What Happens if We Fail to Validate
Emotional validation is so important because it’s a basic ingredient in every healthy relationship, especially the parent-child relationship. This is one of our most basic methods – as parents – to teach our kids how to experiences their feelings and accept them.
If we tell our kids that nothing happened (or, the twin-phrase Everything is alright), it’s like telling them Your distress is not real nor relevant to me.
Now, as I’ve said, I find myself dropping the ball and saying “nothing happened” myself. That’s not the end of the world if we blurt it out every now and then. We usually do so without thinking about it, more to calm ourselves than our kids. But if our relationship with the kids is defined by this kind of invalidation, several things may happen.
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Kids may actually believe that nothing happened, which may create a dissonance between their individual experience and what we tell them. If it happens a lot, they may distance themselves from their own true self and feelings and in the future, they will find it hard to notice and acknowledge that something is wrong.
Moreover, children who feel unseen by their parents may come to the conclusion that there is no one to trust in times of need. If my parents treat my pain as something you can just brush to the side or don’t regard it as painful at all, why should I express my distress in the future? It’s better for me to say nothing and get by on my own.
These are the foundations upon which defenses such as denial and suppression are built, and they are the hallmarks of people with insecure-avoidant attachment (you can read more about attachment patterns in my previous post).
The TEA Cup Approach for Helping Your Child
I don’t believe that there’s a universal, optimal response that will work like a charm for every situation. You just can’t script it.
However, I do have a 3 part formula that you can follow the next time your child shows distress. By following the TEA formula you will give your child the message he or she really needs to here.
TEA is a simple acronym that will help you remember the important factors for your response:
Tell, Explore, Acknowledge.
Let’s look at that same situation I started with – a child fell down while playing with his friends and started to cry. How could you react in this situation according to the TEA formula?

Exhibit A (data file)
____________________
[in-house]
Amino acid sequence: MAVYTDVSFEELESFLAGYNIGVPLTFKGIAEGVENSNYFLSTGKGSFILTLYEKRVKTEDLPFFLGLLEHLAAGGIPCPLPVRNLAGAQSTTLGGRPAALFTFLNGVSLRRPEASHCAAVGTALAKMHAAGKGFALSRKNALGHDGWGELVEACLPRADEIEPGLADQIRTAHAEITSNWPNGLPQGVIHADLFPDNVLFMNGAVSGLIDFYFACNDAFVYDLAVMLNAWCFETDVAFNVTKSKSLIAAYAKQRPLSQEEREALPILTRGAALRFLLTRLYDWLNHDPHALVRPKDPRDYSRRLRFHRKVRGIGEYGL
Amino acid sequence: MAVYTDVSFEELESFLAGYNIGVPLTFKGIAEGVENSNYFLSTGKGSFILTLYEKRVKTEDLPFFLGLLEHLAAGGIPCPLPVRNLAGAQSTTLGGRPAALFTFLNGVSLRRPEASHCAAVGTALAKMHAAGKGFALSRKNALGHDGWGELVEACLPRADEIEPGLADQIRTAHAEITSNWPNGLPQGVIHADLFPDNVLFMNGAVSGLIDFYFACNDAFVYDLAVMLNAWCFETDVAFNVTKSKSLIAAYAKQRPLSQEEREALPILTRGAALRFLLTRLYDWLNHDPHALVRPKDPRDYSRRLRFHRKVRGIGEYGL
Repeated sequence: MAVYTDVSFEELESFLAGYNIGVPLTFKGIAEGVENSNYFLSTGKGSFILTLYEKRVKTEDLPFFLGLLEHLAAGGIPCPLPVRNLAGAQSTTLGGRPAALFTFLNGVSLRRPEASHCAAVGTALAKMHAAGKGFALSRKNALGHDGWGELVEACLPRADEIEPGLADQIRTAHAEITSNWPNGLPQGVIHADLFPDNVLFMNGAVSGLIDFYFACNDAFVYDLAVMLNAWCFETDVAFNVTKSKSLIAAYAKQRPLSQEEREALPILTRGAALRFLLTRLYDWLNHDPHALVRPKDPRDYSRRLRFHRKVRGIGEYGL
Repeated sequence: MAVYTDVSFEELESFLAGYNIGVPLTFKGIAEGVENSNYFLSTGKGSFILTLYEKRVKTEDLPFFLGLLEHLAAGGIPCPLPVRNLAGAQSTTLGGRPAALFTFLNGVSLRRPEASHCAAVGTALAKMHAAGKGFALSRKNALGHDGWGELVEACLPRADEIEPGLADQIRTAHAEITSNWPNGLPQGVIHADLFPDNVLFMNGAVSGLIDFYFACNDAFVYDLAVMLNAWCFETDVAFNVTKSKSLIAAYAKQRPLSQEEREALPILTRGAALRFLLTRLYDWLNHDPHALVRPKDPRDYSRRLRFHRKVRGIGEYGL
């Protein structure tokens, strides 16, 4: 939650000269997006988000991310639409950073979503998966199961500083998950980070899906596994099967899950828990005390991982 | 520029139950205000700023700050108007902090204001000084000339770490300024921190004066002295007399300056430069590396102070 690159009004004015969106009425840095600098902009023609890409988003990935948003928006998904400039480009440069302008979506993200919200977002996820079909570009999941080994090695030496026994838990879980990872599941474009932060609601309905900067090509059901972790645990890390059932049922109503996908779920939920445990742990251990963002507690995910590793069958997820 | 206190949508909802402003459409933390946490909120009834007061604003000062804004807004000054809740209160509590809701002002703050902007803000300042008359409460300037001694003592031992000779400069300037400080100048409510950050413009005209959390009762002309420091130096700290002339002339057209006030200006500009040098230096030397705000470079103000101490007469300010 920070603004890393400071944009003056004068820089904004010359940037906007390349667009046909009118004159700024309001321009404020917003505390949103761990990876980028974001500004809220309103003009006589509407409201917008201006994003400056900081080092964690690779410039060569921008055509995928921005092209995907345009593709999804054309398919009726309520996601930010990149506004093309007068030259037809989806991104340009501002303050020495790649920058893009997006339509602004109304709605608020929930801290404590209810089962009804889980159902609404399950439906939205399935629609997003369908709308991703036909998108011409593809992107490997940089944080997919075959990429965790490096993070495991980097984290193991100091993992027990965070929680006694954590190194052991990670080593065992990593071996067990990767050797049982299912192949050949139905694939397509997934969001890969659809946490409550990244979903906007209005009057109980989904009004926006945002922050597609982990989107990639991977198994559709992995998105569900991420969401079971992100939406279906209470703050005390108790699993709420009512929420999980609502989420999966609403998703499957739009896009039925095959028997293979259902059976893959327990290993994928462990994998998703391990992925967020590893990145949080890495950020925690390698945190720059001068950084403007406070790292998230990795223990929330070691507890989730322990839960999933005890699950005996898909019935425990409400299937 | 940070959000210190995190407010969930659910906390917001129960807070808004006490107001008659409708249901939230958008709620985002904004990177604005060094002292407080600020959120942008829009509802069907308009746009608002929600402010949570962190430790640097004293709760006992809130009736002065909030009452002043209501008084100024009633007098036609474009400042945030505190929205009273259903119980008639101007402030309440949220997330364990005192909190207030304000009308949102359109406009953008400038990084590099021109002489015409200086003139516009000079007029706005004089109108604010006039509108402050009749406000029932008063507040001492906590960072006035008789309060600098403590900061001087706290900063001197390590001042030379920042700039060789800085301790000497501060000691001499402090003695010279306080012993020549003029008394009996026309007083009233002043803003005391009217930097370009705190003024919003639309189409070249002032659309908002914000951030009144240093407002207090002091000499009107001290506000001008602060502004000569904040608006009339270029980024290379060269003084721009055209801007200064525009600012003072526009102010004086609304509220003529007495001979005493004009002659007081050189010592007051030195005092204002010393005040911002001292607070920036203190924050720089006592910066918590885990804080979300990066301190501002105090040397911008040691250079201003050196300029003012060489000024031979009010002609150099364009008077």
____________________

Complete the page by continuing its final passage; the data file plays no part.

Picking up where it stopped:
First of all, I think you should approach your child and not talk to him by calling from the other side of the playground. Children need our proximity. Our touch can be really helpful in calming them down.
Now, let’s look at the three parts:
Tell – describe the situation in a factual way. In other words, tell your child what happened. This is a way to show the child we saw something real has happened. For example: “What’s wrong? I see that you have fallen”.
Explore – Assume the role of the responsible adult and show the child you care and he or she can trust you. Instead of dismissing that something bad happened, show curiosity and explore what happened. For example: “Let’s have a look at you. Is something painful?”
Acknowledge – Remember the importance of validation? By acknowledging your child’s emotion you are validating them. Say something like “That kid pushed you and you fell over. Maybe that frightened you? Or maybe you just got hurt that he did that to you?”
After going through the 3 parts of the TEA formula, and if your child is really well, you can let him know that nothing dangerous or worrying has happened and he can continue his play.
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How to Fix If you Forget It
One more thing before we end this post. It is important to remember that you can’t always respond in this manner. For different reasons. Just remember that you always have the opportunity to fix things and make them right.
Nothing will stop you from reaching out to your kid later and talk about what happened. Here’s an example for something you may say: “Earlier you were crying, and I didn’t realize that something is really wrong. I didn’t handle things right for you and I’m sorry. I’ll do my best to be better next time”.
Taking responsibility like that is such an important message for your child. This is truly what makes a secure connection thrive.